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Isolated complete caudate lobectomy with Glissonean pedicle isolation using Takasaki’s technique and right–left approach: preliminary experience from two case reports
World Journal of Surgical Oncology volume 20, Article number: 31 (2022)
Tumors located in the caudate lobe may be primary tumor or metastases from other sites. Isolated caudate lobectomy (ICL) is a challenging procedure due to its complex structure and location. The access route to the caudate lobe has an important role in the success of the operation.
Based on the characteristics of the segment I location, which is the part of the liver located in front of the vena cava, below the hepatic veins, and cranial to the hilar plate, our approach aims to isolate the entire caudate lobe from these anatomical structures with the following steps: dissecting the caudate lobe from the hilar plate and isolating the caudate lobe from the IVC and from the hepatic veins along with parenchymal resection.
We report two successful cases with the Glissonean pedicle transection method described by Takasaki and the combined right- and left-side approach: a 63-year-old female patient with a 46-mm-in-diameter HCC tumor and a 39-year-old female patient with a 45-mm lesion and the pathological result was focal nodular hyperplasia.
We found this to be a safe and effective approach, which can be applied to all cases of benign tumors or in the case of malignant tumors located entirely in the caudate lobe when extended hepatic resection is not possible due to poor liver function or small remnant liver volume.
The caudate lobe is the part of the liver that lies behind the Glissonean pedicle (GP) and three hepatic veins (HVs), before the inferior vena cava (IVC). According to Kumon classification, the caudate lobe (CL) is divided into three regions: the Spigel lobe, the process portion or the caudate process, and the paracaval portion . Tumors of CL may be a primary tumor in the liver or a tumor from another site that has metastasized. Because of its anatomical location that is strongly related to the GP, the HV anteriorly, and the short HV passes directly from the parenchyma of the CL to the vena cava and is posteriorly related to the anterior aspect of the vena cava, therefore, complete caudate lobectomy (CCL) (an anatomic resection of segment I and segment IX resection with Couinaud’s classification ) is a huge challenge for the surgeons. Isolated CCL can be performed alone or in combination with right lobectomy and right and left hepatectomy. Isolated CCL is indicated for benign tumors located in all parts of this liver region . For hepatic malignancy, especially in patients with hepatocellular carcinoma (HCC), often associated with cirrhosis, individual caudate lobectomy is proposed for tumors localized in this region to preserve remaining liver function.
Generally, the approach of CL has four ways including right, left side, right and left coordination, and anteriorly through the parenchymal cut of the liver. Depending on the location, characteristics of the tumor, and the type of caudate lobectomy, the surgeon will have a suitable approach to the tumor [4,5,6,7]. For complete caudate lobe resection, we found that the right and left two-way approach combined with GP control by Takasaki’s technique is an easy and safe method. Herein, we report two cases of a successful GP isolation using Takasaki’s technique and the right–left approach. All our work has been reported in line with the SCARE criteria and guidelines .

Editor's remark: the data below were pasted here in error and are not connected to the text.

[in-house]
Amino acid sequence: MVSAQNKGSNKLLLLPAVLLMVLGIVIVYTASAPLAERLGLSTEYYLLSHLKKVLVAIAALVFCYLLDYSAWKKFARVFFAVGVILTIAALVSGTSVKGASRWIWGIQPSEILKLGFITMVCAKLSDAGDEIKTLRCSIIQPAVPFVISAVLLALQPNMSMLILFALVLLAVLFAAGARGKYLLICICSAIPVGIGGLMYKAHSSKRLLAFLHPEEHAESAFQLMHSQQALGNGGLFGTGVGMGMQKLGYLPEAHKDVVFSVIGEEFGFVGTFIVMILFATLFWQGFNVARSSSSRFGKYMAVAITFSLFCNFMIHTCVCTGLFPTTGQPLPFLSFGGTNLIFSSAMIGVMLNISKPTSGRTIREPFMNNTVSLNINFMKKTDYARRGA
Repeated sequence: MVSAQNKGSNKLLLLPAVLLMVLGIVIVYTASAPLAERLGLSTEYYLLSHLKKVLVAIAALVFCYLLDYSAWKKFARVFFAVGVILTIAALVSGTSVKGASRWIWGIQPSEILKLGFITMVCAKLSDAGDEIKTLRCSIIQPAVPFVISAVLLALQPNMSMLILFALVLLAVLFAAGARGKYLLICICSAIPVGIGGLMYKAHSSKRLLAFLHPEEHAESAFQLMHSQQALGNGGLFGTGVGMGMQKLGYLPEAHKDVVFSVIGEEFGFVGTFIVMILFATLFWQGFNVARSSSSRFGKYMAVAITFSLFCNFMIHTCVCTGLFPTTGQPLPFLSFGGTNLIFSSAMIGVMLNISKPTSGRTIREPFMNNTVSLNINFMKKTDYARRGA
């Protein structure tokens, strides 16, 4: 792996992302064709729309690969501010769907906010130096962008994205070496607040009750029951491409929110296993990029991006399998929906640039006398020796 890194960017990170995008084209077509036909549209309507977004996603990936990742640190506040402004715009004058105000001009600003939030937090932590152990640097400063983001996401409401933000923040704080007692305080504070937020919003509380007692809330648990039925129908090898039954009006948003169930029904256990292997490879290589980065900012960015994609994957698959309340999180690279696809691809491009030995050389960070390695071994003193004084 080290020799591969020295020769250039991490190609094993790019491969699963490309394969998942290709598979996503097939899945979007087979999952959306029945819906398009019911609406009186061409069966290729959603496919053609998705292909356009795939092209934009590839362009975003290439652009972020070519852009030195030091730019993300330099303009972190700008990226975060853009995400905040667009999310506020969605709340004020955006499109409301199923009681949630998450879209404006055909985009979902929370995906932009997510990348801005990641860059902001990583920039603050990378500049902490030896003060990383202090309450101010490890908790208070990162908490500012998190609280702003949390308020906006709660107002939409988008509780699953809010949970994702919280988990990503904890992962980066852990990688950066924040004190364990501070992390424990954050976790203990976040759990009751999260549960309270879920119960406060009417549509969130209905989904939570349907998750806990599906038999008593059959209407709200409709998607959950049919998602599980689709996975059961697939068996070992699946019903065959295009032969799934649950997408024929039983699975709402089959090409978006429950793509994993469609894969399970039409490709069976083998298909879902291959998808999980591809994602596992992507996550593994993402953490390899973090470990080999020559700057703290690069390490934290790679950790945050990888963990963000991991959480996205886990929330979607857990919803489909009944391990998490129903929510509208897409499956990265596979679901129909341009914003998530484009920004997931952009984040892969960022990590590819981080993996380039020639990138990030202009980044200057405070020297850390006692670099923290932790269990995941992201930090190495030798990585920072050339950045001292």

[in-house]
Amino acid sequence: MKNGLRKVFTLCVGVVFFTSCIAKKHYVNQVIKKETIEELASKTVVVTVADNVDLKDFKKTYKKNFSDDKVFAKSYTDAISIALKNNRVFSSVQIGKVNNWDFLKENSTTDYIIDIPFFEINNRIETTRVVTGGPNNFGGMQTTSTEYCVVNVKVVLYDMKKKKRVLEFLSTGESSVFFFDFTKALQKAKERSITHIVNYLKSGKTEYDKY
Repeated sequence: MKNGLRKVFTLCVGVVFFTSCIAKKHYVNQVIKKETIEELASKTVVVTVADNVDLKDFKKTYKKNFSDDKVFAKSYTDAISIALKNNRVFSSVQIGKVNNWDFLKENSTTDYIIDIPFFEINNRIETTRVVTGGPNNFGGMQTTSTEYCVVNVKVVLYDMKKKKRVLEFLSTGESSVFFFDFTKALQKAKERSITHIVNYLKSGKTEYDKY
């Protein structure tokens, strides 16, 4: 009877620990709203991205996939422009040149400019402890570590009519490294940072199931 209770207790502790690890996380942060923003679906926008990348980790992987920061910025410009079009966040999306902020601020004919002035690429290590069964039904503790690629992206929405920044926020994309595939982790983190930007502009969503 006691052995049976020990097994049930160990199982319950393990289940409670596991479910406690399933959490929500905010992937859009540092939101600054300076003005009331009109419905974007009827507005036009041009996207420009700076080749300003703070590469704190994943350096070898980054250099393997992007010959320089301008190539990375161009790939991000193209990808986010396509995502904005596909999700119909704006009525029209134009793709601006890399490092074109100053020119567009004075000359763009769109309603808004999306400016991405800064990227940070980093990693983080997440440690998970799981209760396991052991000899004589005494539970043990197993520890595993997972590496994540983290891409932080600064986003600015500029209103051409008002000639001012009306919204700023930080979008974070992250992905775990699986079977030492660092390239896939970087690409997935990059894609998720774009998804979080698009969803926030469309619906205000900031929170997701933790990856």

Methods: surgical procedure
Based on the characteristics of the segment I location, which is the part of the liver located in front of the vena cava, below the HVs, and behind the GP, our approach aims to separate the entire CL from these anatomical structures with three main steps:
Step 1: Separation of the caudate lobe from the hepatic pedicle by using Takasaki’s approach to the pedicle including cholecystectomy, dissection of the cystic plate and umbilical plate (thickened parts of the GP comprising collagen-rich connective, which was first described by Couinaud ), and resection of the anchors (the thin, cord-like structures located at the orifices of the GP that connect with Laennec’s capsule ); isolate the right and left hepatic pedicles and maximally move these pedicles (Fig. 1 in the Appendix). Dissect clearly the right side of the segment I pedicle coming from the posterior right hepatic pedicle (usually about 1cm from the posterior segmental pedicle). With the left-side approach, often after opening of the lesser omentum, segment I is pushed posteriorly to the Arantius fascia to show its pedicle. Usually, there are two pedicles entering segment I from the left hepatic pedicle.
Step 2: Separation of the caudate lobe from the IVC: cut the coronary and triangular ligaments to release the right and left lobes and ligate all the veins of the segment I directly fall into the anterior aspect of the IVC in two successive directions (Fig. 2 in the Appendix): right and left sides. From the left, lift the Spigel lobe and ligate the entire vein into this part up to the LHV. Tie the vein into the caudate process. From the right, ligate the inferior hepatic veins (accessory RHVs) and cut the hepatocaval ligament, until the right and left sides are connected.